Just the one road is present – the M6 showing how to get to Scotland and London but none of the other roads that might actually get you to Ormskirk. The ferry route to Ireland is a nice touch. The best bit, however, has to be the coastline. I appreciate the sand dunes at Formby may have changed significantly over the years but it appears to be drawn from memory or possibly to make the Mersey look like a smiling face!
People have now started telling me about other Edgehills and Edge Hills they’ve heard of and today’s hat tip goes to Andy Butler for pointing me to Edgehill Mountain Park in the Golden State.
Edgehill Mountain Park might be stretching the definition of mountain a little but it looks interesting nonetheless. A little searching led me to edgehill.net and some photos on Flickr. Paul Furman of Bay Natives (San Francisco’s premier source for California native plants :-)) has kindly said I can use a few of the photos and pointed me to some more information.
Edgehill Mountain Park was founded in 1985:
Edgehill Mountain is part of a western San Francisco greenbelt which stretches through the center of the city, connecting Mt. Davidson, Hawk Hill, Twin Peaks, and the area around Laguna Honda reservoir. Originally part of Adolph Sutro’s San Miguel Ranch, the property was sold following his death in 1898. After the land became one of the city’s first subdivisions, known as Claremont Court, houses were built on the mountain’s western and southern slopes. The first major problems began in 1952 and ’53 when winter rains sent part of Edgehill Way and one home sliding down the mountain. In 1985, Edgehill Mountain Park was established when the city purchased one acre of the mountain’s undeveloped western slope and designated the area an Open Space Park. In 1997, a slope above some newly constructed homes collapsed during a rainstorm, cascading mud and rock onto the houses below and sending an unmistakable warning that the park could not survive the environmental destruction generated by further residential development.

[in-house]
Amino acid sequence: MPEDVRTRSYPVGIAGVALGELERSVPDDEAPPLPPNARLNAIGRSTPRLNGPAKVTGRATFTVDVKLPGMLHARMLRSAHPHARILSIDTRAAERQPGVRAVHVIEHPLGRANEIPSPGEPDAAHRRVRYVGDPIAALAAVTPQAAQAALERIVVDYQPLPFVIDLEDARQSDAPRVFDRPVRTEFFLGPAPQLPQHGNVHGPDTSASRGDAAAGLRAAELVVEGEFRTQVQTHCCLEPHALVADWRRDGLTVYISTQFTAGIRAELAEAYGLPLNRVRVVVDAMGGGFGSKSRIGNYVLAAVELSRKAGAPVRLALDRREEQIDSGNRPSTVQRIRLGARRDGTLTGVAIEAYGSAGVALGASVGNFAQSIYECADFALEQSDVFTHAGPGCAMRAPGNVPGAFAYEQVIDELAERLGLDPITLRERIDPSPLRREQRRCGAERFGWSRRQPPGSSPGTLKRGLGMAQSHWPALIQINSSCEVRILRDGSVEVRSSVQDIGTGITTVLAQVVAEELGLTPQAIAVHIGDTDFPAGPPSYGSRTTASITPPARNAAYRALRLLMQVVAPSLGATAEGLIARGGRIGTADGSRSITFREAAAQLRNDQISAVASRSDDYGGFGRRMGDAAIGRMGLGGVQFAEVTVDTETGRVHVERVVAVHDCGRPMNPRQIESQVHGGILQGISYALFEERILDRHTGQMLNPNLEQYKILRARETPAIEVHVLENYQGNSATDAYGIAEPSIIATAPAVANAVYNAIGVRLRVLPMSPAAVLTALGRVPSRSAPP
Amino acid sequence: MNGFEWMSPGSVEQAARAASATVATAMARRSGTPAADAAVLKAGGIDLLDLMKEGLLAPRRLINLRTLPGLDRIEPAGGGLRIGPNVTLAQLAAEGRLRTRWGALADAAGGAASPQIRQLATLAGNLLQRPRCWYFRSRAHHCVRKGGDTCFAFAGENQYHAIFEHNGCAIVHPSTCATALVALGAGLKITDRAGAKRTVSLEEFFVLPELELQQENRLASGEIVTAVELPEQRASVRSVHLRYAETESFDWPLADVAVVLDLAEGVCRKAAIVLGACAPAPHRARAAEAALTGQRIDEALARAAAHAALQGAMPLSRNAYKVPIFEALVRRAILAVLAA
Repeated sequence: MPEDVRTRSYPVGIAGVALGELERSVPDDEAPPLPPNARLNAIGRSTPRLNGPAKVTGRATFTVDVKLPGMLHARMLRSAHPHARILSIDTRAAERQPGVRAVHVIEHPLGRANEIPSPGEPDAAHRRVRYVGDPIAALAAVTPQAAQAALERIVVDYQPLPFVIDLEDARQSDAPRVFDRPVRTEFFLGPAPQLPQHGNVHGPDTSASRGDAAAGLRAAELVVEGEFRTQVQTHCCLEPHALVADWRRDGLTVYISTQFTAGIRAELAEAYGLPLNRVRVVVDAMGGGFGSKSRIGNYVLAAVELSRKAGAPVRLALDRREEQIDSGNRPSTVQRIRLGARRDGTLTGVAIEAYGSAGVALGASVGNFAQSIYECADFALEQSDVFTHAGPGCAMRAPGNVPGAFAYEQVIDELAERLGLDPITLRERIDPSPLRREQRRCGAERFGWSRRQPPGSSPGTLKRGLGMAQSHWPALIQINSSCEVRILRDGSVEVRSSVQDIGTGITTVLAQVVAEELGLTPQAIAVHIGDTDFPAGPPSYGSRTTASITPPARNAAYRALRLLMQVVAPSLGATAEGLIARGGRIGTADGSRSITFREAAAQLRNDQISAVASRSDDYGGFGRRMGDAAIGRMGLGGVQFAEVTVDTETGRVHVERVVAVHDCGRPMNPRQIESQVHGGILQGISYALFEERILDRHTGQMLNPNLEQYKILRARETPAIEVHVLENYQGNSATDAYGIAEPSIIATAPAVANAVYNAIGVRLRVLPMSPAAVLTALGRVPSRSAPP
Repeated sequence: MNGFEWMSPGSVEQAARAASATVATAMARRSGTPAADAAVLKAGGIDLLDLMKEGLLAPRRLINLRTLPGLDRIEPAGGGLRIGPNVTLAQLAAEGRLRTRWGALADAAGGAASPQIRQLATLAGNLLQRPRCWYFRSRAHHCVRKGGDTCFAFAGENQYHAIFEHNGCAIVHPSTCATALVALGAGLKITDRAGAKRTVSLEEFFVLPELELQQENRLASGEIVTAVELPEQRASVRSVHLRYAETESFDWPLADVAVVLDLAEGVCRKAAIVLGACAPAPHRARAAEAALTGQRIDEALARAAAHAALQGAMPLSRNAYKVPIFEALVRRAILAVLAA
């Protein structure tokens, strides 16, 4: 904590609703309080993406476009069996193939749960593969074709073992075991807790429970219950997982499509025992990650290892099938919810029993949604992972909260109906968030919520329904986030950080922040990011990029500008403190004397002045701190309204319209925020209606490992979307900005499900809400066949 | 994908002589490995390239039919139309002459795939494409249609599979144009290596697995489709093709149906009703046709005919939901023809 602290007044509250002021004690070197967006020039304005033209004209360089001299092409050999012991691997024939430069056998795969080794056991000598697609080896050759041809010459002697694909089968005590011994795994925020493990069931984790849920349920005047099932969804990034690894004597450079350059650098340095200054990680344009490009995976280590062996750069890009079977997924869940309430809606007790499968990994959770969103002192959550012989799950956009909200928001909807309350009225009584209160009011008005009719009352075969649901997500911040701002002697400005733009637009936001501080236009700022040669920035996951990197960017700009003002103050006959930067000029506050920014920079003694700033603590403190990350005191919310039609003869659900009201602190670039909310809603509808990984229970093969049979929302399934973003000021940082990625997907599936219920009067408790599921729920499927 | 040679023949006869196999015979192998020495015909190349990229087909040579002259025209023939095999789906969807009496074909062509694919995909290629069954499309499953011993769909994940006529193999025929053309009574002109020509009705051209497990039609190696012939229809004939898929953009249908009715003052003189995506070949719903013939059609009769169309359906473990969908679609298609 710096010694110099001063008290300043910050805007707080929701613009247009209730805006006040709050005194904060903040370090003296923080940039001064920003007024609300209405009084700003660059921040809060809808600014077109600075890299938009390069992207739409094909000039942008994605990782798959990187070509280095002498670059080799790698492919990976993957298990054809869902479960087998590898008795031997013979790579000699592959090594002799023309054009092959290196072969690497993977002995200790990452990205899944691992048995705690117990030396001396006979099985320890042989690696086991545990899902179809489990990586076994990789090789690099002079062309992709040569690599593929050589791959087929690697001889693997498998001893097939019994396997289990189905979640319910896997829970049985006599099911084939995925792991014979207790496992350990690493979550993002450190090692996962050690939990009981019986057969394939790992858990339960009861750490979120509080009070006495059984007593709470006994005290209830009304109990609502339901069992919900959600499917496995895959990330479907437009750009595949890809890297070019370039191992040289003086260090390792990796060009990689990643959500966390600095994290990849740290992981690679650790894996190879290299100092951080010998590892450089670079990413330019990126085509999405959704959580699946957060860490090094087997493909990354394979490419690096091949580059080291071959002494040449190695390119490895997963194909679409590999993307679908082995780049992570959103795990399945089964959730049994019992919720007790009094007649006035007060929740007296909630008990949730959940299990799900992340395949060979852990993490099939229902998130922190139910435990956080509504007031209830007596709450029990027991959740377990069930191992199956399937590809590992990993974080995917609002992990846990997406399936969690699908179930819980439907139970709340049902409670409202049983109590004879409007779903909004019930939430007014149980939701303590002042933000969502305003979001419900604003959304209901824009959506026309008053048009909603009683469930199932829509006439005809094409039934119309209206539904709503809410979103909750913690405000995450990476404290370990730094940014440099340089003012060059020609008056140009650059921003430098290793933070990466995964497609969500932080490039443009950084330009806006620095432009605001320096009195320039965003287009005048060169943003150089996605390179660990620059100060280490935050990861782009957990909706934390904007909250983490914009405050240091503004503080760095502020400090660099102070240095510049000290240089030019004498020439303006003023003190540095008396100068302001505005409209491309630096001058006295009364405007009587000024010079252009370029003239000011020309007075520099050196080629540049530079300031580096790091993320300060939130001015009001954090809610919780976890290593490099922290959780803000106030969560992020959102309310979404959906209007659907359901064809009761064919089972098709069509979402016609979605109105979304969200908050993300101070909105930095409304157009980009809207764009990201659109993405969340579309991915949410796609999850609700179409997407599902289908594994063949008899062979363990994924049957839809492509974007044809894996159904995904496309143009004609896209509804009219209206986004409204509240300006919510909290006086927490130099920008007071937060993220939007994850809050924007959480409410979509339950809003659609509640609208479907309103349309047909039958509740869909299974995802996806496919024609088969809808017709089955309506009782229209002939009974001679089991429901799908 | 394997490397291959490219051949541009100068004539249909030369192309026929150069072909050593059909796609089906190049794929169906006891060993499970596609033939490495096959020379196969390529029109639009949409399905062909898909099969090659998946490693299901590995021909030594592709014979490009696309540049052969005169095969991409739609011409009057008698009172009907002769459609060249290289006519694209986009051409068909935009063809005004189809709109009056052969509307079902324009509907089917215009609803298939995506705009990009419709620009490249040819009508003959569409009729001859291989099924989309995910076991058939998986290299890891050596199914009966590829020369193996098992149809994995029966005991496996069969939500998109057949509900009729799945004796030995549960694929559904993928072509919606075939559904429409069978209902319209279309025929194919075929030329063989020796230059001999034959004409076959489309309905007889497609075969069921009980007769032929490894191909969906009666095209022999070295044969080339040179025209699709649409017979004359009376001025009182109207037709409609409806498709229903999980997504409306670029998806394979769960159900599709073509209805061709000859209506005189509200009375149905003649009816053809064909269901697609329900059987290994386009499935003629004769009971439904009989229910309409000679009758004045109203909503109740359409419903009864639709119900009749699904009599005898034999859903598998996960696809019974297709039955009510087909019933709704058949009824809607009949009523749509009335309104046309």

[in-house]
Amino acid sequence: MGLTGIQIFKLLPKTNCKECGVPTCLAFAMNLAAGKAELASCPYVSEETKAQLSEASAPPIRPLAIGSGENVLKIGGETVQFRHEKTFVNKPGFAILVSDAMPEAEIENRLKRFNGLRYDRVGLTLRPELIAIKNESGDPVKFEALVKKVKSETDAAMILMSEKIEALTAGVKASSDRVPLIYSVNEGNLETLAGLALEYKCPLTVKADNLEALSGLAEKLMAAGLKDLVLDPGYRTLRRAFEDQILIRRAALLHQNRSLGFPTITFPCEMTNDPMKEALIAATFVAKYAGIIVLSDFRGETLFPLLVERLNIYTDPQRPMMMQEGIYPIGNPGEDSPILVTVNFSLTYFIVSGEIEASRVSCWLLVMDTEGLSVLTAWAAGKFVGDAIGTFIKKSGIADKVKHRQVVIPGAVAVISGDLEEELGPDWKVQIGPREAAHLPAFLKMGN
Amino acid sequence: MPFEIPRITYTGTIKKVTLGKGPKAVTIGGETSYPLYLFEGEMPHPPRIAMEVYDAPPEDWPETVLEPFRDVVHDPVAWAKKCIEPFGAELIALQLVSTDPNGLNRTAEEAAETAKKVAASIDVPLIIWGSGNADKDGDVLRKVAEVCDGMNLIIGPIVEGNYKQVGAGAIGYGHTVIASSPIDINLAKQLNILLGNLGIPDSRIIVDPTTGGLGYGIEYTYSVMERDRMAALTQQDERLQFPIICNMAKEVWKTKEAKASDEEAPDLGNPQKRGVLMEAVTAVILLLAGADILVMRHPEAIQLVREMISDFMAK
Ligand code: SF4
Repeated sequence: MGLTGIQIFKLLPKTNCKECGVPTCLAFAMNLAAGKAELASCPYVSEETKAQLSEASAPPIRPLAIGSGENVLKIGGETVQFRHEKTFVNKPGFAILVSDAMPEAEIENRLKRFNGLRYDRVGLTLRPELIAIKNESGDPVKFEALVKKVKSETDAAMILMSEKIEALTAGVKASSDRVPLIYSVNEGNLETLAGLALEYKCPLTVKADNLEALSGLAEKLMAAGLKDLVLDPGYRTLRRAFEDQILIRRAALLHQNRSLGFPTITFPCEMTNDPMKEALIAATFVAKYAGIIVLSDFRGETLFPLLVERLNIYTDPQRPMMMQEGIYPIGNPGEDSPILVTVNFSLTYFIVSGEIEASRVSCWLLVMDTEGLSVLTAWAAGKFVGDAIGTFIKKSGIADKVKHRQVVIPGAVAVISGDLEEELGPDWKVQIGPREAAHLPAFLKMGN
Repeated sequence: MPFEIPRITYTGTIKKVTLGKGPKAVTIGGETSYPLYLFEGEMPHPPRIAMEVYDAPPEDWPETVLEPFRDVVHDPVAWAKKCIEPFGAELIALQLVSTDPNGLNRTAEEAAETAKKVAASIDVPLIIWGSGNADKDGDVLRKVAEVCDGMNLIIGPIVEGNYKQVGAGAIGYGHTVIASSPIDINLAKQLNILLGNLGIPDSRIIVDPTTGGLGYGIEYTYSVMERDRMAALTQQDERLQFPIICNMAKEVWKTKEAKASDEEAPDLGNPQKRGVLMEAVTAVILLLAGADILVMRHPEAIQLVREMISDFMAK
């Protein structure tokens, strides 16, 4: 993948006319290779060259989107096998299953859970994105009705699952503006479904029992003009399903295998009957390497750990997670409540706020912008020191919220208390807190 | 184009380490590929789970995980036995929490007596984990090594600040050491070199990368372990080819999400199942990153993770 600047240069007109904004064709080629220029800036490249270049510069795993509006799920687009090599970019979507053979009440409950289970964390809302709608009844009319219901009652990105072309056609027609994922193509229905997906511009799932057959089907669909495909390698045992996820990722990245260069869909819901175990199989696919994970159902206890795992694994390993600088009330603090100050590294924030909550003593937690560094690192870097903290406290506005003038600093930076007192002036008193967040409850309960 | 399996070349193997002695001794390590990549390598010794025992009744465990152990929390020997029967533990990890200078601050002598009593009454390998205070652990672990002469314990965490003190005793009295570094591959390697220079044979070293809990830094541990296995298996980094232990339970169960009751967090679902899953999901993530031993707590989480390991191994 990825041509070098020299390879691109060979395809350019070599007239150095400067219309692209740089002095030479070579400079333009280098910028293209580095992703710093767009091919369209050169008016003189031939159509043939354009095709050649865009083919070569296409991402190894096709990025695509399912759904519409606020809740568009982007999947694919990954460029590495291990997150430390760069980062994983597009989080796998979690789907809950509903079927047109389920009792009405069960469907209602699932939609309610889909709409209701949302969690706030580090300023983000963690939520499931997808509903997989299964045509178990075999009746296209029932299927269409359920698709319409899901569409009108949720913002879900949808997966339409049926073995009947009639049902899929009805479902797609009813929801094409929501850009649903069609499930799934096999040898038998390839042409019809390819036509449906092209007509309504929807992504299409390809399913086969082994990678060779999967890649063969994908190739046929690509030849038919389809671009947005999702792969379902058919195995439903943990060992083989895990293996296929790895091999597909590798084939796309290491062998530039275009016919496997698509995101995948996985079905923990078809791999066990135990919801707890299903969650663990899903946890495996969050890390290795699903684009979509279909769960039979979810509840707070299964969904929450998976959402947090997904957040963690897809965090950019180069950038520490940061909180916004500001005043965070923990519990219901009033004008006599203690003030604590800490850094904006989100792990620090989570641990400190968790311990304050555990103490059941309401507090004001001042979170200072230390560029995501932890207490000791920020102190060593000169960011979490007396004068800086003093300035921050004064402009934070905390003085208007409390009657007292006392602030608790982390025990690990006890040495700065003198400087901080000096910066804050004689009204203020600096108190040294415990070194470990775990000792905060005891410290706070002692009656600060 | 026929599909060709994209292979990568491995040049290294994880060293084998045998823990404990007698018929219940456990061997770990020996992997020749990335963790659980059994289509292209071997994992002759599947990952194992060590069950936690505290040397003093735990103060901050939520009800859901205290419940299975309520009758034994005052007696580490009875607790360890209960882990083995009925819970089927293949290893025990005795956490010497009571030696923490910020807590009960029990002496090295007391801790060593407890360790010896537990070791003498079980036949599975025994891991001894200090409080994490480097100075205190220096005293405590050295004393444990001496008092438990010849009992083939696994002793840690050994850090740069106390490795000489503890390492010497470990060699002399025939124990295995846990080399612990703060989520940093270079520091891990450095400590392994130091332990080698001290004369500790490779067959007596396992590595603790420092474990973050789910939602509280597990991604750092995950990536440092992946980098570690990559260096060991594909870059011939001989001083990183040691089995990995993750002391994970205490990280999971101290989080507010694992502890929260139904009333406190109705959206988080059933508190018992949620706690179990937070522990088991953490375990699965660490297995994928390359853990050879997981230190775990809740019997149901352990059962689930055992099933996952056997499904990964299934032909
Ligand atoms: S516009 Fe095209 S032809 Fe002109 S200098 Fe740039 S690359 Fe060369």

We also have maps of Edgehill Mountain Park allowing me to satisfy one of my other obsessions!
It’s a shame I hadn’t heard of Edgehill Mountain Park last year when I drove from San Francisco to New York – maybe I’ll pay a visit next time I’m over there!
I’ve mentioned Durning Road – the original site of Edge Hill College – a few times but now we get to look at maps!
Thanks to EDINA’s Historic Digimap service which Edge Hill subscribes to we can see old maps of the area. The map above is from 1908 and shows how the old tram system ran straight past the college.